I’m not a huge fan of horror, which is why reading Haunting of Hill House by Shirley almost deterred me from reading anything else by her. That book is FRIGHTENING, all about people getting stuck in a haunted house with ghosts doing weird things. Castle is different though. It’s more grounded in reality, which automatically takes the horror factor out (no demonly things), and it has a degree of sardonic humor that makes this read much lighter than the other one.
Furthermore, I really enjoy the bizarre characters of this story and I just adore their bizarre names.
Merricat, Constance, and Uncle Julian have always lived, as you can probably guess, in a castle. Okay, so it’s not actually a castle, just a really big house, and it used to be filled with seven Blackwoods. As the story unfolds, the mysteries of the Blackwoods are slowly revealed – how the town shuns the family now, how the other Blackwoods all died at the same time, how there was poison in the sugar bowl…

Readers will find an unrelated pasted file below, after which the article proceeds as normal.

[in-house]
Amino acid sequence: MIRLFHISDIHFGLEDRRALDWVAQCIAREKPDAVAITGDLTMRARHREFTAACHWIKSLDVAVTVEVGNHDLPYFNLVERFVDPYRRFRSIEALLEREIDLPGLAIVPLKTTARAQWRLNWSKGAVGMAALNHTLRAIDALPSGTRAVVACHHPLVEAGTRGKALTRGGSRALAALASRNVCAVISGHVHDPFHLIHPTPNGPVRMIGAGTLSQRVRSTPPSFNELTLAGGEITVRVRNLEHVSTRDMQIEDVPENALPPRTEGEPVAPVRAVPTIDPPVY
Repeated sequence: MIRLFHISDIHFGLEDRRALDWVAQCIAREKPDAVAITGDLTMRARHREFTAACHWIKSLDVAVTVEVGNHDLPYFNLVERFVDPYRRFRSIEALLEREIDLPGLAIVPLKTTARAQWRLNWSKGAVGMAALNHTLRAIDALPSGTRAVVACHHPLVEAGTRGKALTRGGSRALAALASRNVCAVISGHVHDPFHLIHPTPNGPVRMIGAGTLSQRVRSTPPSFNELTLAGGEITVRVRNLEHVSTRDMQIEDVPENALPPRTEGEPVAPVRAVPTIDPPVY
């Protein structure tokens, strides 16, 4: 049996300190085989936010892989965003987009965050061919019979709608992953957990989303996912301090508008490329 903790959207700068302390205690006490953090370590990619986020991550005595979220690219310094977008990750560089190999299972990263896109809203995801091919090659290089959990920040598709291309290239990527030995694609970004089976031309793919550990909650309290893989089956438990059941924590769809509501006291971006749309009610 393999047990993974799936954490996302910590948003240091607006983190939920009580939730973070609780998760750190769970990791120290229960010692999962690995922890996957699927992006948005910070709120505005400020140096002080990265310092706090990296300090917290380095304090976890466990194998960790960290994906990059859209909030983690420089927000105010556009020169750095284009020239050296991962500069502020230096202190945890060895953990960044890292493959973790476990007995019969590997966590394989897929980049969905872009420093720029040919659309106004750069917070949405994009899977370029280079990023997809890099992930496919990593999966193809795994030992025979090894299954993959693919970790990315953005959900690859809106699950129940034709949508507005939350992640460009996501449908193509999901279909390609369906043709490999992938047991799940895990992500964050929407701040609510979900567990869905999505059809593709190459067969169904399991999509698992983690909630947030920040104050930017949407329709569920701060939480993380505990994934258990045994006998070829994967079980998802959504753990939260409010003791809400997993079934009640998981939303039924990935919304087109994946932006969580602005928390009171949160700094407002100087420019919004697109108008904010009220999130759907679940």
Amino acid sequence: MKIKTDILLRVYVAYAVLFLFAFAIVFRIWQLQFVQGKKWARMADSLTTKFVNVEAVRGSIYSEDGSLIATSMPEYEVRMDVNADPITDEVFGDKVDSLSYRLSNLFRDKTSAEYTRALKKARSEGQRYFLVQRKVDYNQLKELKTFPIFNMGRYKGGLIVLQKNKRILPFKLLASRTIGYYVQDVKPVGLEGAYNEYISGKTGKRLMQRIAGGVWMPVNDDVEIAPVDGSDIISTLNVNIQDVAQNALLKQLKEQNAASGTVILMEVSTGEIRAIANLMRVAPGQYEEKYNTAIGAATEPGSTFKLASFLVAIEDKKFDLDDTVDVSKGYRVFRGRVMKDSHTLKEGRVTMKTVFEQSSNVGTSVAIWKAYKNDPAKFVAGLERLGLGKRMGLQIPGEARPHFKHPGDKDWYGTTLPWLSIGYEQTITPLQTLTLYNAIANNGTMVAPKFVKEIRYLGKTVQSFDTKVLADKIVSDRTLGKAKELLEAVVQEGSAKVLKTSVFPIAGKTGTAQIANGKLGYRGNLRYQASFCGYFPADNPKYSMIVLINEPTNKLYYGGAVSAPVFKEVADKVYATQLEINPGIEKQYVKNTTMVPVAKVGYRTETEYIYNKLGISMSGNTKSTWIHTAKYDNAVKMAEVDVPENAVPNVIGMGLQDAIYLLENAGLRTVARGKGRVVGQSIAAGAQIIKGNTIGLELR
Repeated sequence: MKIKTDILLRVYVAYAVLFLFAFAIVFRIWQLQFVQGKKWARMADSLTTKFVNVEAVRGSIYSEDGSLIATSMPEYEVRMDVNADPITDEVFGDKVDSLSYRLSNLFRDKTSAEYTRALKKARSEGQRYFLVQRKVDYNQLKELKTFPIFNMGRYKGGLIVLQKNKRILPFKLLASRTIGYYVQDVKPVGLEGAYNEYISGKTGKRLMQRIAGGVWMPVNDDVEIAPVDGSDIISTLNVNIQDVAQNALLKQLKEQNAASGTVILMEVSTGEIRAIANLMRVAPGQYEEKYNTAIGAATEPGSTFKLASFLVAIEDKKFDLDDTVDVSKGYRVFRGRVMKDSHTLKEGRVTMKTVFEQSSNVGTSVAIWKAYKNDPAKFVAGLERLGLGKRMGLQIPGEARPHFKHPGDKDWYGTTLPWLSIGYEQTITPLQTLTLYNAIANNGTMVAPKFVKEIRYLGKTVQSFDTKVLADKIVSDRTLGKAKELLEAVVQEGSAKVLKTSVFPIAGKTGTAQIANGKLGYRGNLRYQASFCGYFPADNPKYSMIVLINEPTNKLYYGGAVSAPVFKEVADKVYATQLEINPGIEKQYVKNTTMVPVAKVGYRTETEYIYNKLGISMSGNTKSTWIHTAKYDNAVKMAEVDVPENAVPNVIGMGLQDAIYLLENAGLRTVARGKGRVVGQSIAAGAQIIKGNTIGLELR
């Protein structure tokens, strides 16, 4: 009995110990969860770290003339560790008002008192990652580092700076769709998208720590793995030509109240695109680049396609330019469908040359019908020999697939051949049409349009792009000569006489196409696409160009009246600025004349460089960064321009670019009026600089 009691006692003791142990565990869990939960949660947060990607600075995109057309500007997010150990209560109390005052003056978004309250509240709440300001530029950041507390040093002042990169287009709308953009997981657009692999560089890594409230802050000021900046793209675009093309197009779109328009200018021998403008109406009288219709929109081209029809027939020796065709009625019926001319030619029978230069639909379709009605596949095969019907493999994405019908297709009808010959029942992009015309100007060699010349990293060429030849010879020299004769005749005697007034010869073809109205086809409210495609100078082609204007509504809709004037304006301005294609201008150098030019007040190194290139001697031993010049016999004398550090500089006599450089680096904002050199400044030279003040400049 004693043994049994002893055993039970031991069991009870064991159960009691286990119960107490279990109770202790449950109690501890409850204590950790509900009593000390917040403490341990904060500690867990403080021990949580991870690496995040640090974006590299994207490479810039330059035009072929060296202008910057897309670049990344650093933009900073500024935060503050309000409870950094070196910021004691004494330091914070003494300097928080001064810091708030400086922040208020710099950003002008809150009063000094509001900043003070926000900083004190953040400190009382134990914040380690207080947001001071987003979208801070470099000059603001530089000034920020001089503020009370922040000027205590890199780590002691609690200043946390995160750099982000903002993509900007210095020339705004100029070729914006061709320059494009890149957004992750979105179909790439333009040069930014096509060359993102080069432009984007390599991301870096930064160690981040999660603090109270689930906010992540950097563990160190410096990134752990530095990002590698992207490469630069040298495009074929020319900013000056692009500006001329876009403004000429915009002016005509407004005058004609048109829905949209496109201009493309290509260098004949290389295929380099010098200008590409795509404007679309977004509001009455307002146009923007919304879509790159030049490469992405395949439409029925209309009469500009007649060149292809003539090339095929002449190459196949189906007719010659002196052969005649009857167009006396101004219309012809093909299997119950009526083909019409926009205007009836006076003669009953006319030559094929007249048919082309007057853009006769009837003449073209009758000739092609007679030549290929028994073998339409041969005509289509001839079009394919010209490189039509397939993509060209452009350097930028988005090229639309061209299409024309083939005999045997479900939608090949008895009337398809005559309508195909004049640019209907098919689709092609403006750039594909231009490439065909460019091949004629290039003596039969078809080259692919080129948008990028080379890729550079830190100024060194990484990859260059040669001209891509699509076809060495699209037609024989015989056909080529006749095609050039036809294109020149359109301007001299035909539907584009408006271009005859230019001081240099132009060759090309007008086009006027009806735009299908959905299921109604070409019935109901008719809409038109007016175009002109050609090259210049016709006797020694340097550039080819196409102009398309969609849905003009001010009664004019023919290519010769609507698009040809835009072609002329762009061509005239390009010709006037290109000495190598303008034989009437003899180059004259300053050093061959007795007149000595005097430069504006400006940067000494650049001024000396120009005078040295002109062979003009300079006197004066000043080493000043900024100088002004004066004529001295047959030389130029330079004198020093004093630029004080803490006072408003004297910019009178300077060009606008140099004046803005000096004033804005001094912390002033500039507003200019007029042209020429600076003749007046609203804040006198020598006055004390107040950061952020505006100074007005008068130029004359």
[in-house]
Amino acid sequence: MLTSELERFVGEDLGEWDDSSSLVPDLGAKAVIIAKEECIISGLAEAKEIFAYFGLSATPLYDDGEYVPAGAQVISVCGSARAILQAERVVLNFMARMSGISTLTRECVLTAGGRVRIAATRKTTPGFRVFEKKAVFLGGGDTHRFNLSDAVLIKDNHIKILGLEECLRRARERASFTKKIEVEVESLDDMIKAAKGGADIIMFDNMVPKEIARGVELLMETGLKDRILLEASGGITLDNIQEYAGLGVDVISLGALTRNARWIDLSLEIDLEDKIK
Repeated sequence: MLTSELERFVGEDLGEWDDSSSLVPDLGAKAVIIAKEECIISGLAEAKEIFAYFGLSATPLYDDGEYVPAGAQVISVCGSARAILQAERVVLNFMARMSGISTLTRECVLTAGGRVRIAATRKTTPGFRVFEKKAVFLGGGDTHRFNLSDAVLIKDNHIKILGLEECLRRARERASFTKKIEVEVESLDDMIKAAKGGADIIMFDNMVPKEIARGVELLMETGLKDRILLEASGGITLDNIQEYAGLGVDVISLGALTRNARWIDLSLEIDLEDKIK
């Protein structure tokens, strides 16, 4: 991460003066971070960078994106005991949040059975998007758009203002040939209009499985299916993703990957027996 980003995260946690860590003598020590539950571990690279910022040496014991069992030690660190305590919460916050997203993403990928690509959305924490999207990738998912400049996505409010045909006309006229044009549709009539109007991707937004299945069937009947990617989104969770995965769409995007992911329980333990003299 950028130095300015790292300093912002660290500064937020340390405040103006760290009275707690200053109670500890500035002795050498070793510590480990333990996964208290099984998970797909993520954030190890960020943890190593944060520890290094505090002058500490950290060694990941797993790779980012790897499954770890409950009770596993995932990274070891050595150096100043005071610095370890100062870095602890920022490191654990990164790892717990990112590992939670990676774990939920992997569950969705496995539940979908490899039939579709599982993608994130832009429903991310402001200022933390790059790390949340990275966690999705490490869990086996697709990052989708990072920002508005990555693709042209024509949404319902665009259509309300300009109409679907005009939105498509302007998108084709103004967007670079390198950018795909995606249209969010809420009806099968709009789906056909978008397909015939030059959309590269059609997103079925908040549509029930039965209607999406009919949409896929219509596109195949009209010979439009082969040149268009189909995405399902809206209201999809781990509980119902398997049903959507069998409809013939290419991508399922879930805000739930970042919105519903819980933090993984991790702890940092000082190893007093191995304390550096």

Uncle Julian, who only had enough poison to addle his brains and paralyze him, remembers a little about that day, but this doesn’t matter at all until an outsider starts to stick his nose in their perfectly ordered lives. He starts asking questions, and answers start coming involuntarily.
Part of the reason this book is so captivating is not because of the eccentric story-line, but rather the intriguing description. Even in The Haunting of Hill House Jackson has a lovely way with her words, but in this little novel it’s even more pronounced. It’s just a gem of a whimsical murder mystery, and you can’t help but love it in all its creepy glory.
The tale is told through Merricat’s eyes, and this is just a snippet of who she is:
I liked my house on the moon, and I put a fireplace in it and a garden outside (what would flourish, growing on the moon? I must ask Constance) and I was going to have lunch outside in my garden on the moon. Things on the moon were very bright, and odd colors; my little house would be blue.
Ultimately, We Have Always Lived in the Castle is a delightful story, plain and simple. It’s on my favorite list, which says a lot considering I’ve read more books than I can even count.